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The regional branch of the multinational corporation Mondelez Australia has begun a trial of their first ever Cadbury chocolate bar packaged in 100% recyclable paper. Unlike many existing paper-based food wrappers, the material used in this packaging does not contain any laminates, foils or plastics, and is fully recyclable.
Mondelez Australia, the purveyors of the famous chocolate brand Cadbury, has just trialled their first-ever 100% recyclable paper packaging on Cadbury’s chocolate bars produced for overseas delivery. According to the firm, the new packaging is made out of a fully-sealed sustainably-sourced paper material that does not contain any laminates, foils or plastics, but can still protect and keep food fresh.
Commenting on the initiative, marketing director at Cadbury Paul Chateld said: “This is a world-first for us, and the material is at the leading edge of packaging innovation. We’re committed to finding innovative solutions to the sustainability challenges facing the planet.”
The trial, which is currently implemented in Australia and New Zealand, aims to test the durability and effectiveness of the new sustainable and recyclable paper packaging for items in transit. While this is for now only taking place in the two countries, Cadbury is hoping to expand the initiative to more locations and products around the world after receiving consumer feedback.
Mondelez’s more sustainable packaging solution is a win for the planet because it does not rely on plastic or foil films to act as a barrier against food, which is common in the packaging of many confectionary, snacks and processed foods on the market. While most companies prefer this kind of multi-layered packaging because it is light, reduces shipping volume and is graphics friendly, it makes it difficult properly recycled.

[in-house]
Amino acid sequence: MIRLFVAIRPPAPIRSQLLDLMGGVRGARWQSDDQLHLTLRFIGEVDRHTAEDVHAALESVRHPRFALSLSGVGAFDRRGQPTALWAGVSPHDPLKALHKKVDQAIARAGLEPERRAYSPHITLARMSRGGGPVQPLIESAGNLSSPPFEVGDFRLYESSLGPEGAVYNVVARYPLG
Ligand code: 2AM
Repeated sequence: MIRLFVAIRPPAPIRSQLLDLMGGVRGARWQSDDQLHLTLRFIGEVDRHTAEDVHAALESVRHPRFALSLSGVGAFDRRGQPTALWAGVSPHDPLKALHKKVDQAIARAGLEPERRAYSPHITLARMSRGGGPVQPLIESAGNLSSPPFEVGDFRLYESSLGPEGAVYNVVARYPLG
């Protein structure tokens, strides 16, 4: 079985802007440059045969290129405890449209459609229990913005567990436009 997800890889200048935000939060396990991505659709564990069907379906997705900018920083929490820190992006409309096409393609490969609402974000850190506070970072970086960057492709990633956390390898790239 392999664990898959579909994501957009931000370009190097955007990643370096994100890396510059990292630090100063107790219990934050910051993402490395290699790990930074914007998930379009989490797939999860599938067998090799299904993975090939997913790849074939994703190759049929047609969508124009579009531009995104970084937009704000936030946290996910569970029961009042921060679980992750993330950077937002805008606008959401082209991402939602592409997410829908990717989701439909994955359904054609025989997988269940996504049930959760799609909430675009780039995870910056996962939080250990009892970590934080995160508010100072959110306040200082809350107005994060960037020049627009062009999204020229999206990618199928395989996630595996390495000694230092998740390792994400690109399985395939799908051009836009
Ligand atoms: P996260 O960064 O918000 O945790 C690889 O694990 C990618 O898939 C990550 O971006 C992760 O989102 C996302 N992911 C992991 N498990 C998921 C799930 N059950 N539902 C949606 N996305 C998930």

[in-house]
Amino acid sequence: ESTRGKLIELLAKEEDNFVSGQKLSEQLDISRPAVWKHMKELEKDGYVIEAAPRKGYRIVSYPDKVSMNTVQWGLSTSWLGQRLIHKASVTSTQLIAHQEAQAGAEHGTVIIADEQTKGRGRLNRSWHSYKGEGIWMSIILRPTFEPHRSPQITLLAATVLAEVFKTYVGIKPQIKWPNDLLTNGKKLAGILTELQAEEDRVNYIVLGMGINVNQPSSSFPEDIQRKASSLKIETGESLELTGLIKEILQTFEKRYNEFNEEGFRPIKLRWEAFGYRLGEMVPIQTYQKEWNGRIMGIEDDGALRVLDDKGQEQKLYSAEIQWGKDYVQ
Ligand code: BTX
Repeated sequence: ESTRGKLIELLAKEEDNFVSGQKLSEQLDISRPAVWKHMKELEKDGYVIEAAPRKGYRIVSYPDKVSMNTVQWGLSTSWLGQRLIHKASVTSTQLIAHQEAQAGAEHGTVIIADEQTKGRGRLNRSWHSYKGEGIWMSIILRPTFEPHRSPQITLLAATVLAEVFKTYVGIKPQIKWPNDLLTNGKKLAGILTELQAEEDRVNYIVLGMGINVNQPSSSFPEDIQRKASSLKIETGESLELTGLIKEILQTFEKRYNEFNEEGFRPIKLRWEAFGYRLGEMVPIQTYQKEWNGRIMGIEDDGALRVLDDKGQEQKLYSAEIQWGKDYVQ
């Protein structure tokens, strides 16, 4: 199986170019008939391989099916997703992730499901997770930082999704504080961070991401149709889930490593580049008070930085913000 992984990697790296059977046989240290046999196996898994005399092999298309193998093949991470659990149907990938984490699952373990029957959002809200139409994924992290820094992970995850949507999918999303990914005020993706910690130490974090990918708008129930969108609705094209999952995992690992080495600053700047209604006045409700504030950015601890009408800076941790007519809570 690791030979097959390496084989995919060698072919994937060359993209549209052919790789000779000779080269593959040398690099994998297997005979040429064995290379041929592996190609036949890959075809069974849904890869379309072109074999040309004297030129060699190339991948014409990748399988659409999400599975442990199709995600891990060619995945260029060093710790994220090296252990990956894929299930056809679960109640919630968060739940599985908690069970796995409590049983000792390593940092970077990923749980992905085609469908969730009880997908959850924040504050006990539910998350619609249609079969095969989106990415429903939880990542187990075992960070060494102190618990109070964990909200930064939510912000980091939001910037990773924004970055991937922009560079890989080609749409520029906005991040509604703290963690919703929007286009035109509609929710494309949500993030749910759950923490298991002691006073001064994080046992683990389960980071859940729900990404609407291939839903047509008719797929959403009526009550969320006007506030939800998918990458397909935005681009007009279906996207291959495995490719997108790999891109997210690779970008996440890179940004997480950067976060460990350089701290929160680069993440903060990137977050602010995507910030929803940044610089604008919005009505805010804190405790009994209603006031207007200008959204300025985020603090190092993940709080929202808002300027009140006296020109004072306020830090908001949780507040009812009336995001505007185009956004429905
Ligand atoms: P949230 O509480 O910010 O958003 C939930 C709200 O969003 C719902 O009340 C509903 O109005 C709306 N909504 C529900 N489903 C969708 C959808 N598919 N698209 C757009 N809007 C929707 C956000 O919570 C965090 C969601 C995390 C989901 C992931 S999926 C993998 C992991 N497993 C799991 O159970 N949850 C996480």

According to the Ellen McArthur Foundation, our obsession with convenience that is driving the use of plastic packaging is going to lead to plastic waste outweighing fish in the sea by 2050. The depths of our plastic pollution crisis extends to our own health, with microplastics being found in the blood samples of children and ingested into our bodies through seafood consumption.
The move to ditch plastic is a part of the confectionery and snacks giant’s aim to reduce the amount of plastic waste it is responsible for. While Coca-Cola was shunned as the top polluting brand worldwide for the second year in a row in Break Free From Plastic’s global audit, Mondelez was also highlighted as among one of the big culprits for ocean plastic waste.
Since receiving this criticism, the snack purveyor has made several other sustainability commitments, including pledging to use 100% recyclable packaging by 2025 and source 100% sustainable cocoa for its chocolate snack brands.
Other major brands have also changed tack towards using recyclable paper packaging solutions as awareness about the environment continues to grow. In September last year, Nestlé Japan announced that they will launch recyclable paper packaging for KitKats, which comes with instructions to fold origami cranes.
Lead image courtesy of Mondelez / Cadbury / Green Queen Media.